And why would an American want to study in Scotland, anyway?
These are among the questions I get all the time as a college consultant in the United States who specializes in helping Americans students apply to universities abroad for their undergraduate degrees.
Let’s start with the first question.
Can I get a BA degree at the University of St. Andrews in Scotland?
Yes. And no. American students are accustomed to seeing all undergraduate degrees at US universities begin with the letter B to signify a bachelor’s degree: BS, BA, BBA, BEng, BArch, and more.
Looking at the long list of options at St. Andrews, many Americans are confused by the low number of BA degrees offered. The German department, for example, only lists an MA option. And American might interpret this to mean that undergraduates cannot really focus in on German as their major or degree program.
The University of St. Andrews does offer German to its undergraduates, along with many other programs in both the arts and sciences, including economics, film studies, business administration and more.
Why the confusion? History!
What many international students don’t realize is that St. Andrews has retained the right to keep its original degree designations that date back to its founding in 1413. This Masters of Arts, a historical designation, is the degree undergraduates receive when they graduate from the School of Modern Languages at St. Andrews.
So yes, an undergraduate can pursue a German major at the University of St. Andrews in Scotland. It’s just that the major has a more hoity-toity name.
They’ve got German—and a whole lot more
As the German Department states on its website, “the Department has a flourishing German Society, an intake of around 80 undergraduates each year and a strong postgraduate presence. The Department’s long-standing links with the universities of Bonn and Vienna provide popular opportunities to study abroad.” Furthermore students can apply to study German even if they did not take it in high school!
It’s just that the “undergraduate” degree is designated as an MA, not a BA. And though Scottish universities are four years in length, not three like the rest of the UK, this is not the equivalent of a MA as we know it here in the US. This is a four-year undergraduate degree in German.
Why study at the University of St. Andrews?
I asked this exact question of a current first year student who is pursuing a double major in German and mathematics at the University of St. Andrews. (A double major is what they call a “joint honours degree” in Scotland.) His answer echoes what I heard over and over during my most recent visit. Students come here for the amazing international experience that includes meeting an extremely diverse student body.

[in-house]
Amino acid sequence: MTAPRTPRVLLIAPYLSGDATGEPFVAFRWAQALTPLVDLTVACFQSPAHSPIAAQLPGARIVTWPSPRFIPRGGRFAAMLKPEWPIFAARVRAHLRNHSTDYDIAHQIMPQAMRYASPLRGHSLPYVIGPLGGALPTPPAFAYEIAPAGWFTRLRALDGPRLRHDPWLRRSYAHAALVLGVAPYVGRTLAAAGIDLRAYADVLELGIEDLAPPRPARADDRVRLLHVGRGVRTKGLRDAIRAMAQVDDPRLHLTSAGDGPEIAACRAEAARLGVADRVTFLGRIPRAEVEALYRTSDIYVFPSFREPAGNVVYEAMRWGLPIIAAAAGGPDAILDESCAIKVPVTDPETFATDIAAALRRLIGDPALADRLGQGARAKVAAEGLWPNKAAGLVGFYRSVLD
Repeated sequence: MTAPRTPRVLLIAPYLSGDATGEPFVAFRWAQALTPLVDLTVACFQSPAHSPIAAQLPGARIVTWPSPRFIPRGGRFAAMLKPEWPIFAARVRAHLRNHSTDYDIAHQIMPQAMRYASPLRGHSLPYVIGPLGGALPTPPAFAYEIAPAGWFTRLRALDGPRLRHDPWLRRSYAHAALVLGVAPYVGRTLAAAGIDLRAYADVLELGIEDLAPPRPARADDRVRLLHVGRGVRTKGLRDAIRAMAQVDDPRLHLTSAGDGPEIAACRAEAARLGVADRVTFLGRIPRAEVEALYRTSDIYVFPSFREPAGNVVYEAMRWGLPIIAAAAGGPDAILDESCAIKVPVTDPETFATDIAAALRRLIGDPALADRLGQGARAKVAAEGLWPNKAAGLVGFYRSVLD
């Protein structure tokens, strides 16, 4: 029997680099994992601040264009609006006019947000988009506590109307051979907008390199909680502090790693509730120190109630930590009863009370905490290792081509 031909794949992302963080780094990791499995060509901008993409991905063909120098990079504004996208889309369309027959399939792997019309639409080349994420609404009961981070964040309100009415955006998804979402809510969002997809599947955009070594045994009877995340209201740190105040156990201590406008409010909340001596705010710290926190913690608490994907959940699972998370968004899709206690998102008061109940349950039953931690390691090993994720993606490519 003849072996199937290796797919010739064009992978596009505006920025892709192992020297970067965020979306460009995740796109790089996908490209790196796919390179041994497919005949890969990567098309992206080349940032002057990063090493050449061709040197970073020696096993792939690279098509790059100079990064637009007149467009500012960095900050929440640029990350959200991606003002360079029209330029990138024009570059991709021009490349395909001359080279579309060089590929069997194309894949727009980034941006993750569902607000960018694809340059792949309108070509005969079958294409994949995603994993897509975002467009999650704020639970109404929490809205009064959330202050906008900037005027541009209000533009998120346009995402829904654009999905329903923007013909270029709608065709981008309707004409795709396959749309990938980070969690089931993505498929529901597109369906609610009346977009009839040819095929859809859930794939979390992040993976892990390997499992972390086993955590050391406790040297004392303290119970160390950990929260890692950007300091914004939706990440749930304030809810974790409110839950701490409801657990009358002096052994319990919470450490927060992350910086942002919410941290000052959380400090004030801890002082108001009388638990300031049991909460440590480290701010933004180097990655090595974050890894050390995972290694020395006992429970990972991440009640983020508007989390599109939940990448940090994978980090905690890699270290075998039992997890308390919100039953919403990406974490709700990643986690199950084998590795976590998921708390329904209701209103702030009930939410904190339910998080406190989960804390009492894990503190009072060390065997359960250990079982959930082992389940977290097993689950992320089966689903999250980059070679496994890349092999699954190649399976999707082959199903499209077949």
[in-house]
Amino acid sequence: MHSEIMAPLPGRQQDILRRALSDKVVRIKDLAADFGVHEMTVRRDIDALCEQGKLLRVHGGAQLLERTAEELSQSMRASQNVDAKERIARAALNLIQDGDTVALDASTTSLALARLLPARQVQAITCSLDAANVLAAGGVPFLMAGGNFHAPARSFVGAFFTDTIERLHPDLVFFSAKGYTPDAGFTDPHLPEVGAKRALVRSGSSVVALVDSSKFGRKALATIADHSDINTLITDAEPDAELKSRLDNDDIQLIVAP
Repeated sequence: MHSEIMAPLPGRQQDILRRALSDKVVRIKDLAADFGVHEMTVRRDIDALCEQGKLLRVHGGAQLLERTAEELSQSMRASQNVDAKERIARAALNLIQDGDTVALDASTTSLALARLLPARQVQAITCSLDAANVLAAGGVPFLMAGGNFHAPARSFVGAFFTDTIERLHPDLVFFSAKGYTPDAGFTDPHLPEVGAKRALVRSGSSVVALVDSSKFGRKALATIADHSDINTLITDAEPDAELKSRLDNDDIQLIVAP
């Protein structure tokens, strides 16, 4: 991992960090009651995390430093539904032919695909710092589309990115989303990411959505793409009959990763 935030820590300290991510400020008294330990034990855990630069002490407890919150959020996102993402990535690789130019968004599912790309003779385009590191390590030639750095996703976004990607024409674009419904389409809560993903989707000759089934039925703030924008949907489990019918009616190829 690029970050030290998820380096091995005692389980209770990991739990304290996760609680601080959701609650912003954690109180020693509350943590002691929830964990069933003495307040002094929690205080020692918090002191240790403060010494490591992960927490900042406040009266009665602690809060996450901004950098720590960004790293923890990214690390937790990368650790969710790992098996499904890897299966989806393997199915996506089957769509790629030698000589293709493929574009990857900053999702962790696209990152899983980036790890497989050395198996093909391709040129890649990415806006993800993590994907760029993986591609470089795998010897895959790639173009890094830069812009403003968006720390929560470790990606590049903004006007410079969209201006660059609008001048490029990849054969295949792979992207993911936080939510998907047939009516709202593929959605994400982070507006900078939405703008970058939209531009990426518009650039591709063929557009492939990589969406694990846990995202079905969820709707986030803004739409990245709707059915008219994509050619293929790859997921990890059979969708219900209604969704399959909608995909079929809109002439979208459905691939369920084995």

On paper, 20% of the student body is from North America. What isn’t obvious is how varied and international these North Americans are. Sitting down to dinner with a group of eight friends who are renting a house together next year, I had the privilege of learning about their varied backgrounds. Let me introduce you to the four with ties to North America, changing their names for privacy.
- Daniel has lived much of his life in the US, but he is German by birth and by citizenship
- Anthony is a US citizen, but he grew up in Rome where his father works
- Samantha is Canadian and graduated from high school in Montreal, but her mother is German and lives there, so Samantha regularly spends time in Europe
- Gavin is a US citizen and graduated from school in the US, but his birth country is South Africa.
The other friends in this group hail from England, Scotland, and Hong Kong. They are studying a variety of subjects. Interestingly enough, the student from Hong Kong chose German as one of his majors.
Other benefits to studying at St. Andrews University in Scotland
This leads me to other benefits that every one of these students mentioned, including learning a new language, traveling the world, nurturing greater independence, becoming a global citizen, building an international network of friends, and broadening their worldview, among others.
And as we sat back to enjoy the aftermath of a fantastic meal accompanied by spirited conversation, I concluded that they were right. All of them were learning and thriving in a multitude of ways, and having great fun in the process.
If this kind of an international experience intrigues you, please feel free to reach out. Great College Advice would be happy to help you or your student navigate the options, whether in the US or abroad.